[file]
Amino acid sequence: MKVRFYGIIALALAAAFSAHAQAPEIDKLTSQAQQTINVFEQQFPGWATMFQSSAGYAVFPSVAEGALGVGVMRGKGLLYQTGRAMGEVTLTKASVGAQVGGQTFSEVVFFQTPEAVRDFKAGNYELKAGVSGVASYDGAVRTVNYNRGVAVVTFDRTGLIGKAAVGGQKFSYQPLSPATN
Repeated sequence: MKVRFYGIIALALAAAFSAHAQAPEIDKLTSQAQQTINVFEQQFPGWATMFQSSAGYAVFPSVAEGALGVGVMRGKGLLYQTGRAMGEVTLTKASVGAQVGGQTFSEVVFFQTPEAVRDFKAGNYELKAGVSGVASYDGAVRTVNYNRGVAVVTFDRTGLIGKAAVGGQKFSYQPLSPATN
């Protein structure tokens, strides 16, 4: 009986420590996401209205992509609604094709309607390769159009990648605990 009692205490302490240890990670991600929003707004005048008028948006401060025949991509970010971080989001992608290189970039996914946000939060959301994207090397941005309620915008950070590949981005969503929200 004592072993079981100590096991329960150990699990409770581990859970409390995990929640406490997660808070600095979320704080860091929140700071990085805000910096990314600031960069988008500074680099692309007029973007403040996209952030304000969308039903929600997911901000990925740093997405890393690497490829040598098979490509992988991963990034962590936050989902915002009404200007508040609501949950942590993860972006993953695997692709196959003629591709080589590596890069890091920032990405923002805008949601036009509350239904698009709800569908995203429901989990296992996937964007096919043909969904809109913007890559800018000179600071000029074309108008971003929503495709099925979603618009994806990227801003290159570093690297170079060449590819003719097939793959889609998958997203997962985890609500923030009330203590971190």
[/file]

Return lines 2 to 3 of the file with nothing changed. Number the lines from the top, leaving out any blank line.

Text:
Repeated sequence: MKVRFYGIIALALAAAFSAHAQAPEIDKLTSQAQQTINVFEQQFPGWATMFQSSAGYAVFPSVAEGALGVGVMRGKGLLYQTGRAMGEVTLTKASVGAQVGGQTFSEVVFFQTPEAVRDFKAGNYELKAGVSGVASYDGAVRTVNYNRGVAVVTFDRTGLIGKAAVGGQKFSYQPLSPATN
């Protein structure tokens, strides 16, 4: 009986420590996401209205992509609604094709309607390769159009990648605990 009692205490302490240890990670991600929003707004005048008028948006401060025949991509970010971080989001992608290189970039996914946000939060959301994207090397941005309620915008950070590949981005969503929200 004592072993079981100590096991329960150990699990409770581990859970409390995990929640406490997660808070600095979320704080860091929140700071990085805000910096990314600031960069988008500074680099692309007029973007403040996209952030304000969308039903929600997911901000990925740093997405890393690497490829040598098979490509992988991963990034962590936050989902915002009404200007508040609501949950942590993860972006993953695997692709196959003629591709080589590596890069890091920032990405923002805008949601036009509350239904698009709800569908995203429901989990296992996937964007096919043909969904809109913007890559800018000179600071000029074309108008971003929503495709099925979603618009994806990227801003290159570093690297170079060449590819003719097939793959889609998958997203997962985890609500923030009330203590971190």